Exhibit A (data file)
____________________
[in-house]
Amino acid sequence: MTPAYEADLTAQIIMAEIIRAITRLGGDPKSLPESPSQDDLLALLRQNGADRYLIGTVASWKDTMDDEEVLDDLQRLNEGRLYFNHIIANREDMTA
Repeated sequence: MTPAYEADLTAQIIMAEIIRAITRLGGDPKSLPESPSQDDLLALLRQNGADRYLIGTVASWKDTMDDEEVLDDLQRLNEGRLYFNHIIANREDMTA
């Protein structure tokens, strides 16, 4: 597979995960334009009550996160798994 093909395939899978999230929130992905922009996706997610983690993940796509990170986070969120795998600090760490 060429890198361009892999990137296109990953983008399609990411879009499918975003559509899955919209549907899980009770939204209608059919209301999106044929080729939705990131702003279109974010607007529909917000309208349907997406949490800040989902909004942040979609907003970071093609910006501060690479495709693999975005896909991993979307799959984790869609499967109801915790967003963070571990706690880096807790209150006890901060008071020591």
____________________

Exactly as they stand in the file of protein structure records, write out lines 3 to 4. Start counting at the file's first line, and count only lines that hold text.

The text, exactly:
Repeated sequence: MTPAYEADLTAQIIMAEIIRAITRLGGDPKSLPESPSQDDLLALLRQNGADRYLIGTVASWKDTMDDEEVLDDLQRLNEGRLYFNHIIANREDMTA
């Protein structure tokens, strides 16, 4: 597979995960334009009550996160798994 093909395939899978999230929130992905922009996706997610983690993940796509990170986070969120795998600090760490 060429890198361009892999990137296109990953983008399609990411879009499918975003559509899955919209549907899980009770939204209608059919209301999106044929080729939705990131702003279109974010607007529909917000309208349907997406949490800040989902909004942040979609907003970071093609910006501060690479495709693999975005896909991993979307799959984790869609499967109801915790967003963070571990706690880096807790209150006890901060008071020591």